Chemed Corp. (NYSE: CHE) is a very strange company. Imagine owning the Roto Rooter drain cleaning and plumbing company AND owning a for-profit hospice provider. Now a Department of Justice suit against the company for Medicare hospice violations has investors running scared.
The U.S. Department of Justice (DOJ) announced late on Thursday that it filed suit against Chemed and against its hospice subsidiaries. The subsidiaries being sued are Vitas Hospice Services and Vitas Healthcare, with the allegations being over false Medicare billings for hospice services.
Investors need to tread softly here because this could turn into criminal situation if the allegations are proven. The DOJ alleges that Vitas:
…knowingly submitted or caused the submission of false claims to Medicare for crisis care services that were not necessary, not actually provided, or not performed in accordance with Medicare requirements.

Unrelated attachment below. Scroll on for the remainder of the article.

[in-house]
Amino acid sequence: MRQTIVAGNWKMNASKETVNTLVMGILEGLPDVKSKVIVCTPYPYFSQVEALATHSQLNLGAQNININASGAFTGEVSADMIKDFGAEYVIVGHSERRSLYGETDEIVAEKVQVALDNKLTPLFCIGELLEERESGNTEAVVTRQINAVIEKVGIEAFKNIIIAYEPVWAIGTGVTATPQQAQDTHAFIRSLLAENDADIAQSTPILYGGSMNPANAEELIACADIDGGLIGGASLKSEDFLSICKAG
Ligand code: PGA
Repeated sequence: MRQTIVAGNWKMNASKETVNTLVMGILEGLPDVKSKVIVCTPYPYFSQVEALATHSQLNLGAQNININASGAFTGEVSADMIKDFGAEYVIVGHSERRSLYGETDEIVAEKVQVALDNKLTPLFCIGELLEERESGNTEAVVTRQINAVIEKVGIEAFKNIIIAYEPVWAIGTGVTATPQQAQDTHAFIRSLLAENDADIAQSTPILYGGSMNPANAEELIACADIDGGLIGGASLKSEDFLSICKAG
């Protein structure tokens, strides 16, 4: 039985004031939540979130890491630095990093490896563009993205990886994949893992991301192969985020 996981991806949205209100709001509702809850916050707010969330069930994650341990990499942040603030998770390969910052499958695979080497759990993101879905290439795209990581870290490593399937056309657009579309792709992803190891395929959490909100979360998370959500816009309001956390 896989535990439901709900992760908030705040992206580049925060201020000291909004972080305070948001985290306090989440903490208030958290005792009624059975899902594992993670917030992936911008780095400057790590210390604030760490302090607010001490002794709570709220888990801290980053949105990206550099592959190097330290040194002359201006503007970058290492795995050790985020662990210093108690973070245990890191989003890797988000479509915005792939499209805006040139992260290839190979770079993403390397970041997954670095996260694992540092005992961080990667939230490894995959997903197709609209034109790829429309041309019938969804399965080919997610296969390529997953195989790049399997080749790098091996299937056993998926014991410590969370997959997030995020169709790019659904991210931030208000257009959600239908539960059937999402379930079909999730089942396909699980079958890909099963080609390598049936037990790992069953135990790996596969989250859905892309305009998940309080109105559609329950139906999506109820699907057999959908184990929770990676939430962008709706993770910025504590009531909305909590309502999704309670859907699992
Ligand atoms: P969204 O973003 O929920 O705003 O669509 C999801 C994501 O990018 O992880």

Another instance is even worse if it is true. The DOJ said:
In addition, the government’s complaint alleges that Chemed and Vitas knowingly submitted or caused the submission of false claims for hospice care for patients who were not terminally ill.
Shareholders are reacting to claims that Chemed and Vitas violated the False Claims Act and that the companies misspent tens of millions of taxpayer dollars. If proven, that goes well beyond just civil penalties for the executives who participated. Shareholders do need to know that the DOJ ended its release by saying, “The claims asserted against Chemed and Vitas are allegations only, and there has been no determination of liability.”
The DOJ said:
The companies allegedly paid bonuses to staff based on the number of patients enrolled in the program and based on patients who were admitted for longer lengths of stay, and took adverse employment actions against marketing representatives who did not meet monthly hospice admissions goals.”
Vitas is the largest for-profit hospice chain in the United States, with hospice services in 18 states. Chemed acquired Vitas back in 2004. Chemed’s shares are down 18% at $66.60, and the 2 million shares traded before noon are already more than 10 times the 150,000 or so shares traded on an average day. After the drop, Chemed is worth only about $1.23 billion, and its 52-week trading range is $54.06 to $82.00.